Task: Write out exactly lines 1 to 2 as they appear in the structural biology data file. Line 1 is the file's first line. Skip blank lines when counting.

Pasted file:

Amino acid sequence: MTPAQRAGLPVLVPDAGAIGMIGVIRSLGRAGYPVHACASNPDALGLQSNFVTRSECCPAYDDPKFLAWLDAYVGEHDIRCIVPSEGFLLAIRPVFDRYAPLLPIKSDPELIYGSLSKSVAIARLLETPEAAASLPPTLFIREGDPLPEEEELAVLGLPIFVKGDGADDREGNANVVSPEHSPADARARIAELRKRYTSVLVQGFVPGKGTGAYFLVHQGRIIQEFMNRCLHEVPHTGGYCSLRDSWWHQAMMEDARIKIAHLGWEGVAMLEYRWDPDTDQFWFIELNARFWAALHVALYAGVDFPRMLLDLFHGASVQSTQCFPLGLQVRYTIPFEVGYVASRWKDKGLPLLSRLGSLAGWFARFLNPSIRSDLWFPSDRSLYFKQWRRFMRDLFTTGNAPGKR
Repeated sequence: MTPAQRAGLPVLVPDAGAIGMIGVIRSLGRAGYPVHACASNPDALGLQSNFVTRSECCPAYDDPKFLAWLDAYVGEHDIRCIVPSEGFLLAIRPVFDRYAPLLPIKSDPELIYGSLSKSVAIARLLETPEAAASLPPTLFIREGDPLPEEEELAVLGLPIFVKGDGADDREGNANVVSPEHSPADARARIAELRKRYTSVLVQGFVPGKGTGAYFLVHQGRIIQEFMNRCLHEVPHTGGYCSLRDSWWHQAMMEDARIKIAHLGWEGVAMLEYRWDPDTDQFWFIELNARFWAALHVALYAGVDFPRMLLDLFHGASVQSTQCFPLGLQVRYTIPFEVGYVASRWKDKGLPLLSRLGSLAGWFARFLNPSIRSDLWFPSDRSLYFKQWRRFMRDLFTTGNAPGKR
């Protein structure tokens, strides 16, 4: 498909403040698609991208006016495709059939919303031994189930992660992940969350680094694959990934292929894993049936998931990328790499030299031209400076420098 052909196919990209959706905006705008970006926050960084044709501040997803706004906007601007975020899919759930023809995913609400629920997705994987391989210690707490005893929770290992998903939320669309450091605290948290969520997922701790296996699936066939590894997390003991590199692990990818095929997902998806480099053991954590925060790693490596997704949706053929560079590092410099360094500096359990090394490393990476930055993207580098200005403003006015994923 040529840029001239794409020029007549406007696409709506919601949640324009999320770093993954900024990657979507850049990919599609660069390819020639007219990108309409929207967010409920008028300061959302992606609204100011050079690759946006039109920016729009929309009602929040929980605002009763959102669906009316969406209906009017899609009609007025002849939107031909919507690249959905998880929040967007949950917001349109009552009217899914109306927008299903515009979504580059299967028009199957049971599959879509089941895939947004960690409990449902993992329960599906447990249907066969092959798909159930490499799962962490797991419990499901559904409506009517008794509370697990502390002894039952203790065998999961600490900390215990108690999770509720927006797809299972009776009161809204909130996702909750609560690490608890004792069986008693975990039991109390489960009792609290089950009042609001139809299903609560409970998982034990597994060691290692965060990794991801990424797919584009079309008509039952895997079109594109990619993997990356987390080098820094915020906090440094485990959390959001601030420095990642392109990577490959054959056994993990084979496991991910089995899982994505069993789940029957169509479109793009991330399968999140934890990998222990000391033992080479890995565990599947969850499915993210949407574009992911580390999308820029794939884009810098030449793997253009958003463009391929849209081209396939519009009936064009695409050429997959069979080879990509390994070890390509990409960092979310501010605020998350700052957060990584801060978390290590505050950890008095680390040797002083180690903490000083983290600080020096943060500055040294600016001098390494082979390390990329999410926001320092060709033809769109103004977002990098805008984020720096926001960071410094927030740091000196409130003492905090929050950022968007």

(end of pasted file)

Amino acid sequence: MTPAQRAGLPVLVPDAGAIGMIGVIRSLGRAGYPVHACASNPDALGLQSNFVTRSECCPAYDDPKFLAWLDAYVGEHDIRCIVPSEGFLLAIRPVFDRYAPLLPIKSDPELIYGSLSKSVAIARLLETPEAAASLPPTLFIREGDPLPEEEELAVLGLPIFVKGDGADDREGNANVVSPEHSPADARARIAELRKRYTSVLVQGFVPGKGTGAYFLVHQGRIIQEFMNRCLHEVPHTGGYCSLRDSWWHQAMMEDARIKIAHLGWEGVAMLEYRWDPDTDQFWFIELNARFWAALHVALYAGVDFPRMLLDLFHGASVQSTQCFPLGLQVRYTIPFEVGYVASRWKDKGLPLLSRLGSLAGWFARFLNPSIRSDLWFPSDRSLYFKQWRRFMRDLFTTGNAPGKR
Repeated sequence: MTPAQRAGLPVLVPDAGAIGMIGVIRSLGRAGYPVHACASNPDALGLQSNFVTRSECCPAYDDPKFLAWLDAYVGEHDIRCIVPSEGFLLAIRPVFDRYAPLLPIKSDPELIYGSLSKSVAIARLLETPEAAASLPPTLFIREGDPLPEEEELAVLGLPIFVKGDGADDREGNANVVSPEHSPADARARIAELRKRYTSVLVQGFVPGKGTGAYFLVHQGRIIQEFMNRCLHEVPHTGGYCSLRDSWWHQAMMEDARIKIAHLGWEGVAMLEYRWDPDTDQFWFIELNARFWAALHVALYAGVDFPRMLLDLFHGASVQSTQCFPLGLQVRYTIPFEVGYVASRWKDKGLPLLSRLGSLAGWFARFLNPSIRSDLWFPSDRSLYFKQWRRFMRDLFTTGNAPGKR